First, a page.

For these big races, Willis travels with a large entourage of family that includes two sons and five grandchildren. Willis, who named a racehorse after each grandchild, reserves a block of plane tickets and hotel rooms. The horses, on the other hand, usually travel by van unless they are heading to the west coast, and then they fly. “The horse van is nicer than my house,” Willis said.

Will Take Charge did not fully come alive until the second half of the horse racing year, the races after the Triple Crown leading up to the Breeders’ Cup. His first Grade 1 win came in August at the Travers Stakes at Saratoga, which is sometimes called the Summer Derby, a race that Willis described as one of his most exciting moments as an owner. As Saratoga tradition dictates, immediately after the race, a canoe and a jockey statuette were painted in the colors of Willis’s silks. Before the Hortons left town, the canoe was placed in the lake in the infield, and the statuette joined a group of the other Saratoga stakes winners at the entrance of the track. They both will stay until the next Travers winner crosses the finish line.  

Will Take Charge was victorious in his following start in the Pennsylvania Derby, and his next race was the richest in the country:  The $5,000,000 Breeders’ Cup Classic, the Super Bowl of horse racing, held on November 2, at Santa Anita. Under a late-evening pink sky, against the backdrop of the San Gabriel Mountains, in the track’s famous downhill stretch, three of country’s best horses finished in a tight cluster. A photo finish revealed that Mucho Macho Man—who finished second in the same race the prior year—beat Will Take Charge by a nose. Will Take Charge finished the year with a final Grade 1 victory at Churchill Downs.

These performances helped Will Take Charge emerge as the 3-year-old with the most earnings in 2013. Many sportswriters were also impressed with his record of running eleven times at seven different racetracks. In January 2014, he received the Eclipse Award as 3-year-old male champion. Willis began his acceptance speech by saying, “God bless Zack and Marshall, Arkansas.”  Horton went on to crack jokes and outlived his 45-second time limit. He did not yield the stage when the house band started up. He had the crowd laughing, and they gave Willis a standing ovation. The next day several publications said Willis’s speech was the most entertaining of the evening.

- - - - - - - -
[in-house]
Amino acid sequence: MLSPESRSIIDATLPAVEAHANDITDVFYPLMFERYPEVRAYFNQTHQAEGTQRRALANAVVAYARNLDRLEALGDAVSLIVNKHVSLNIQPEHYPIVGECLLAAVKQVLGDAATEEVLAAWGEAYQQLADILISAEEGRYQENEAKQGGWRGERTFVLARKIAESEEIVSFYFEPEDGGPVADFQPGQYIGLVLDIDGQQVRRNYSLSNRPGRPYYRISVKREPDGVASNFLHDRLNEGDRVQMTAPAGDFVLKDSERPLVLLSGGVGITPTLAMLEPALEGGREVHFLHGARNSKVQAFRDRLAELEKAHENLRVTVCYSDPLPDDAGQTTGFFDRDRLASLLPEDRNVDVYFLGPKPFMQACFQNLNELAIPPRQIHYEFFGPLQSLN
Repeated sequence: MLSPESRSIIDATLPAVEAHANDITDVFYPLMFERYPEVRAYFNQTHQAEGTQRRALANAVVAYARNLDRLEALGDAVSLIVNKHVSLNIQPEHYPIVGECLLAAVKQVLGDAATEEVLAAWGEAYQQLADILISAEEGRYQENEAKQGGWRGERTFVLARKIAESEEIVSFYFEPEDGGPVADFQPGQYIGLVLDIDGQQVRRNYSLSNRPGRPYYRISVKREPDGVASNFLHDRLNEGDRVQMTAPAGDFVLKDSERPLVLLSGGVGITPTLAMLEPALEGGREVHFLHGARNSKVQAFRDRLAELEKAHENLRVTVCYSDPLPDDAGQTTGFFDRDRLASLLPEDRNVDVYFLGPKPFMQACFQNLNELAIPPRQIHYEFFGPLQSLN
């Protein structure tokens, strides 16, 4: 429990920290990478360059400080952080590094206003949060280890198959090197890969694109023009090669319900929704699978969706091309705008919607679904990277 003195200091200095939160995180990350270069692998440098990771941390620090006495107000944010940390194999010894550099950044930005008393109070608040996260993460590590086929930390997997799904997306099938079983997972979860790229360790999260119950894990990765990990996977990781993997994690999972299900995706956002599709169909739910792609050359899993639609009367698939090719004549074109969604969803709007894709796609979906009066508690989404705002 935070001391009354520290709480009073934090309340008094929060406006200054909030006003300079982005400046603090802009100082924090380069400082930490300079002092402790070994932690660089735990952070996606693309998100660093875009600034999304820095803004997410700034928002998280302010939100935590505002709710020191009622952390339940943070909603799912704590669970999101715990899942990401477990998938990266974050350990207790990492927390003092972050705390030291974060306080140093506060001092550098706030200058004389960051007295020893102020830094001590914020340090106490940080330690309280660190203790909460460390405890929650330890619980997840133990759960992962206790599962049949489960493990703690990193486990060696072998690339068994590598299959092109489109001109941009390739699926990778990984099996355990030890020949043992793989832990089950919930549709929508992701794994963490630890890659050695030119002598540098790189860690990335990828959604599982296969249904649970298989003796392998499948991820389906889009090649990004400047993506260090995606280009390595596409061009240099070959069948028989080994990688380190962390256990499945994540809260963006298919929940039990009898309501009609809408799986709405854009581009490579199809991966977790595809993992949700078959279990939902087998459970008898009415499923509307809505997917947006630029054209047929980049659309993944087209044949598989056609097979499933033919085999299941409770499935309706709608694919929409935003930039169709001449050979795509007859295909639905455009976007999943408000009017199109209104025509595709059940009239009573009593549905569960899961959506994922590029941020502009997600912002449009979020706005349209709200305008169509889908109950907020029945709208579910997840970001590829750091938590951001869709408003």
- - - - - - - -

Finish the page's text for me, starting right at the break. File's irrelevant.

D. Wayne Lukas

“Everyone was about to go to sleep. It was real dull. I wanted to wake everyone up,” Horton said. “I had another joke I was going to tell, but I was cut short.”  When I asked him the joke, he said, “I can’t remember now. I was probably just going to tell the truth on someone like I did Wayne Lukas.”

Fellow septuagenarian D. Wayne Lukas trains all of Willis’s horses. Will Take Charge, along with horses Oxbow and Strong Mandate, helped Lukas enjoy resurgence in 2013. The same evening Will Take Charge was named champion, Lukas was presented the Eclipse Award of Merit for a lifetime of outstanding achievement in the thoroughbred industry.

So far in 2014, Will Take Charge has raced five times and has logged one win and three second places. The victory came in the Oaklawn Handicap. Willis said it was important to him to run the horse for the fans in Arkansas who have been so supportive.

Will Take Charge will probably run two more times this year, and then Willis’s goal is to return to the Breeders’ Cup Classic. “I would love to go up against Mucho Macho Man, California Chrome and Game On Dude,” he said.

“I’ve tried to put Marshall on the map with this horse,” Willis said.

George testified that Willis has been successful. When people came from all over the state for Roten’s Furniture warehouse sale, George said several people who wanted to see the champion horse (and mistakenly believed he was kept in Zack) stopped in the hardware store for directions.

“Every day someone mentions Willis and his horses,” said Jim Smithson, Mayor of Marshall. “Everyone here is very proud. This has been an asset to our area.”

While Will Take Chargewill retire at the end of 2014, Willis has other horses that are just getting started. Take

Willis Horton with Sara Dacus

Willis Horton with Sara Dacus

Charge Brandi, a half sister to Will Take Charge, named after one of Willis’s granddaughters, won her debut on June 22 at Churchill Downs and placed second in a stakes race on opening day at Saratoga. She is now a possibility for the Juvenile Fillies at the Breeders’ Cup.  

He also hopes to race a new acquisition, Hillbilly Style, at Saratoga. Will Did It and KD’s Girl, who are both still in training, probably will run for the first time at Churchill’s fall meet. “But horses tell you when they are ready to race,” he said.

These four horses will become 3-year-olds on January 1 when all racehorses have their birthdays. All four will prep at Oaklawn.

“Oaklawn is still home,” Willis said. He is also appreciative of the increased purses at Oaklawn that have attracted a higher quality of thoroughbreds. He hopes that his class of 3-year-olds secures Arkansas Derby and Kentucky Derby wins, which are two of his unrealized goals. Willis would also like to have his colors back on the Saratoga canoe.

After we had finished talking horses and looking around the hardware store, Sarah showed me other Marshall landmarks. Some are faring better than others. We passed the demolition of the sale barn. We saw the Daisy Queen, which thrives and attracts travelers heading to Harrison and Branson. We cruised past the Kenda Drive-In, the oldest of the three that survive in Arkansas. We drove by the local high school, which, in 2012, was not able to field a football team for the first time in 44 years. But, in what could be a metaphor for the town itself, the Bobcats revived the following year and struggled with a record of 1-9. But they were alive. And fighting.

So yes, God bless Zack and Marshall, Arkansas. These communities—although small—have influenced politics, sport and Arkansas culture in mammoth ways. And God bless the George Daniels and the Willis Dale Horton who stay faithful to their interests and roots. These men—and hardworking people like them—help put both Searcy County and Arkansas on the map.